D so informative, you should be on the payroll around here. I feel in the beginning a Level Line shorter or the same length as your Iwana is an easier way to practice at first. There are lines out there I've tried that can be casted for reel type rods. But they are not as easy to use, while there are exceptions on that. You can't go wrong with some tried and tested and true Level Line. The videos out there will be a great way to research good technique. Hard to add anything without knowing some specifics like D asked. Something I noticed while avoiding overhead trees doing a side cast, watch what your lines doing it can help too.
¿ <•,^~~<
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Re: Casting Trouble

Postby loafskibum » Fri Jan 04, 2013 10:13 am

Thanks for all of the feedback! The line I was using was about 12ft. I am going to try a line switch next time I can get out.


Dan
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Re: Casting Trouble

Postby Anthony » Sat Jan 05, 2013 10:12 am

I use 14# nylon often - but I am just about the only person that uses mono. It is harder to cast than fluorocarbon and traditional lines.

For a beginner - I would recommend a traditional furled line. Much easier to cast. Also shortening your tippet maybe could help depending on how long your using.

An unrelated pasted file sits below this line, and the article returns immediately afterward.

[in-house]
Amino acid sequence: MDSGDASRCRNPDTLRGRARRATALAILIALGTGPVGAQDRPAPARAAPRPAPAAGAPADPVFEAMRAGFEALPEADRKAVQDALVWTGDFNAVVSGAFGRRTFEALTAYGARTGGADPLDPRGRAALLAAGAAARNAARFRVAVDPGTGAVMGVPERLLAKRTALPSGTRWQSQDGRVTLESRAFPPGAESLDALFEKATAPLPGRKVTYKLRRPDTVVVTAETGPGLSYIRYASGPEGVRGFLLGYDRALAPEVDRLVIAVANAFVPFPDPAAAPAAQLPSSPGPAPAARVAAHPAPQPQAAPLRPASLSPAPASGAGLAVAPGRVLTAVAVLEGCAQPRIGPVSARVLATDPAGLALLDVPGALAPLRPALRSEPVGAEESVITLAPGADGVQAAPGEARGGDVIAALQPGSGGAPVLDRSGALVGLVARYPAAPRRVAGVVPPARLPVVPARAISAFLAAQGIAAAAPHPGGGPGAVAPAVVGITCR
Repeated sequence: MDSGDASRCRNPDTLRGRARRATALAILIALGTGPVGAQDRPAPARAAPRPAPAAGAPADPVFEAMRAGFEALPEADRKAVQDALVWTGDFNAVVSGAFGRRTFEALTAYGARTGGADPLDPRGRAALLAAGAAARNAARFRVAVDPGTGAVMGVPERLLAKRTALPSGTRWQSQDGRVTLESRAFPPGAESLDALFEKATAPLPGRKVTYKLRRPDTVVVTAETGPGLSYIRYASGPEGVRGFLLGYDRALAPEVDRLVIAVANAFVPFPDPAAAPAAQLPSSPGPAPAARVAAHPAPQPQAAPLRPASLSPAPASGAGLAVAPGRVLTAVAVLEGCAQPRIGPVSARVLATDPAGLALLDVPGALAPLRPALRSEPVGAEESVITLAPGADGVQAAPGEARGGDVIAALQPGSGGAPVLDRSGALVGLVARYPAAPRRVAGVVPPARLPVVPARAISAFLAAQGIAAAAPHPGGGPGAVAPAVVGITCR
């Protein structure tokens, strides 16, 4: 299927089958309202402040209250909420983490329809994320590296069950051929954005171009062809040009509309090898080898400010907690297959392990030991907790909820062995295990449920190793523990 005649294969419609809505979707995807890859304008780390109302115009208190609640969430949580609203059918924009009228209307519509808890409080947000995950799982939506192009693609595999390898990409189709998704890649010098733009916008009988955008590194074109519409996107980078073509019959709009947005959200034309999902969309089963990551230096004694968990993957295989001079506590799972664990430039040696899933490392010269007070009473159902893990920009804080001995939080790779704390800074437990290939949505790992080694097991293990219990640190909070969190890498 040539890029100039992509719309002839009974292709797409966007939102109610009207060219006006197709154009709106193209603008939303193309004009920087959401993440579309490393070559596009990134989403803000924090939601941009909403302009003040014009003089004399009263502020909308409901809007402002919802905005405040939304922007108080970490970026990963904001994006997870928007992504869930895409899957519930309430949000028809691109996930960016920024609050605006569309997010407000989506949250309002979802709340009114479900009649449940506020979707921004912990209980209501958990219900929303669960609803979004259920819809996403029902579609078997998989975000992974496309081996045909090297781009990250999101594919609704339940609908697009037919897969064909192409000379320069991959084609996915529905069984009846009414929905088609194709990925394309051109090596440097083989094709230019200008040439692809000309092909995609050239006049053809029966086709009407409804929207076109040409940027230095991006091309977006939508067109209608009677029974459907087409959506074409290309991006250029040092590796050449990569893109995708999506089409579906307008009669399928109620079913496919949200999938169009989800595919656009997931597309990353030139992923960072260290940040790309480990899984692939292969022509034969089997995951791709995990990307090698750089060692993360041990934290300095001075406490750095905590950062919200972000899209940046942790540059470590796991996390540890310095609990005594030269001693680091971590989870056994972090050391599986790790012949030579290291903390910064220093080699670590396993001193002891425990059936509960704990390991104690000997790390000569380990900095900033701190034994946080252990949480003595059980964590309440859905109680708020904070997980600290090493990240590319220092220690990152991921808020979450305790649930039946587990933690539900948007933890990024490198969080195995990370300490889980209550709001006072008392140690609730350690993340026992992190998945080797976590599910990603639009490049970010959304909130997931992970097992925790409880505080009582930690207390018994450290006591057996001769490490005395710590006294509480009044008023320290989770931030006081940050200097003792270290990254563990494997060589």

It is hard to describe casting in words - especially when you've never had casting lessons - as many, including myself, have not. But I think a few words could help.

I'll attempt to put into words what I do. First off My wife had a bit of a breakthrough when she realized that the cast is a 4 beat motion. Not 2. Also as mentioned above the plane of the stroke will be more vertical than a western cast - but that can change depending on line length.

1) The line is laying in the water or (grass if you're practicing.You make a fast flick back to get the line moving behind you.
2) Pause. Now you wait until the line is mostly unrolled behind you, before you begin the forward stroke. Too soon and the cast will collapse, too late and the cast will drop. With a western rod you can really feel the rod loading, with tenkara it's not as easy to feel.
3) Begin forward stroke. Point where you want the fly to go. This stroke is fairly gentle. I have found with a tenkara rod if you try to force the forward stroke with too much power the cast will actually collapse on you. So if the cast is not laying out it could be the timing - see above - or you could be overpowering it.